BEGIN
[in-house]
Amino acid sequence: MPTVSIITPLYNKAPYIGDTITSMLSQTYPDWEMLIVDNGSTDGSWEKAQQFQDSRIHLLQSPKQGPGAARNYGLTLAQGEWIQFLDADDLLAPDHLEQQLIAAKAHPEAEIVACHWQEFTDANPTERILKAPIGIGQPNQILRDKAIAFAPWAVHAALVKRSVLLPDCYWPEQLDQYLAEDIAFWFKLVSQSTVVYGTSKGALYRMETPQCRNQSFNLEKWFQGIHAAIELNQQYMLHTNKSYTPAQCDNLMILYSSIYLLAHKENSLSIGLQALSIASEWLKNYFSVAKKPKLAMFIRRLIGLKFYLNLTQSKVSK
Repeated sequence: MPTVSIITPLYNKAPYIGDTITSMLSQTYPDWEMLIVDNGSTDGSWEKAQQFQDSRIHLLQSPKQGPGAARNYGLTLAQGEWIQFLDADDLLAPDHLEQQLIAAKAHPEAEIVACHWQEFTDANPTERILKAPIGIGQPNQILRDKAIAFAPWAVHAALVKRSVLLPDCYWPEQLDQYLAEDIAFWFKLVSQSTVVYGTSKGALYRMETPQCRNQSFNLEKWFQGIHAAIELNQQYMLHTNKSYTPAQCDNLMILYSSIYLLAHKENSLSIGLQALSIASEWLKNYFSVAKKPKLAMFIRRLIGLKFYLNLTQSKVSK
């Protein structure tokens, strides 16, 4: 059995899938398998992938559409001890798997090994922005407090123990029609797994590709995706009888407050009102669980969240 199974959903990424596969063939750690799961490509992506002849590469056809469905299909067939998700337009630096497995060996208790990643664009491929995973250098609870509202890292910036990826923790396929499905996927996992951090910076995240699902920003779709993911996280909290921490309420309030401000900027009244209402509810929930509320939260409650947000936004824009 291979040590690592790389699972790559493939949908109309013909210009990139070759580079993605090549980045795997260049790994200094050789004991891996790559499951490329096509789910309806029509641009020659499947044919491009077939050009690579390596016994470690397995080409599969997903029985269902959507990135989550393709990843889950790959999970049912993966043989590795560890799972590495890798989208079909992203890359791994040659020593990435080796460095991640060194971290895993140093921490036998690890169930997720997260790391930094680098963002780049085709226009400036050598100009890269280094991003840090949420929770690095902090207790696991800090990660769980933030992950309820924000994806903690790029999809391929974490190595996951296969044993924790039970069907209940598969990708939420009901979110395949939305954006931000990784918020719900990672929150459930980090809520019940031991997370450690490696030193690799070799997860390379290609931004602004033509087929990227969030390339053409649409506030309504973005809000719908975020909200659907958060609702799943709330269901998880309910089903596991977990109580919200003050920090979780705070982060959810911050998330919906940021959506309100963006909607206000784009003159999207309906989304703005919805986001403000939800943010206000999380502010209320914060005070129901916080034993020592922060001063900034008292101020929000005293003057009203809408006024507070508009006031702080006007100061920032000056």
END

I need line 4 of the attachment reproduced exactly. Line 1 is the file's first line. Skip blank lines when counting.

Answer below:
């Protein structure tokens, strides 16, 4: 059995899938398998992938559409001890798997090994922005407090123990029609797994590709995706009888407050009102669980969240 199974959903990424596969063939750690799961490509992506002849590469056809469905299909067939998700337009630096497995060996208790990643664009491929995973250098609870509202890292910036990826923790396929499905996927996992951090910076995240699902920003779709993911996280909290921490309420309030401000900027009244209402509810929930509320939260409650947000936004824009 291979040590690592790389699972790559493939949908109309013909210009990139070759580079993605090549980045795997260049790994200094050789004991891996790559499951490329096509789910309806029509641009020659499947044919491009077939050009690579390596016994470690397995080409599969997903029985269902959507990135989550393709990843889950790959999970049912993966043989590795560890799972590495890798989208079909992203890359791994040659020593990435080796460095991640060194971290895993140093921490036998690890169930997720997260790391930094680098963002780049085709226009400036050598100009890269280094991003840090949420929770690095902090207790696991800090990660769980933030992950309820924000994806903690790029999809391929974490190595996951296969044993924790039970069907209940598969990708939420009901979110395949939305954006931000990784918020719900990672929150459930980090809520019940031991997370450690490696030193690799070799997860390379290609931004602004033509087929990227969030390339053409649409506030309504973005809000719908975020909200659907958060609702799943709330269901998880309910089903596991977990109580919200003050920090979780705070982060959810911050998330919906940021959506309100963006909607206000784009003159999207309906989304703005919805986001403000939800943010206000999380502010209320914060005070129901916080034993020592922060001063900034008292101020929000005293003057009203809408006024507070508009006031702080006007100061920032000056």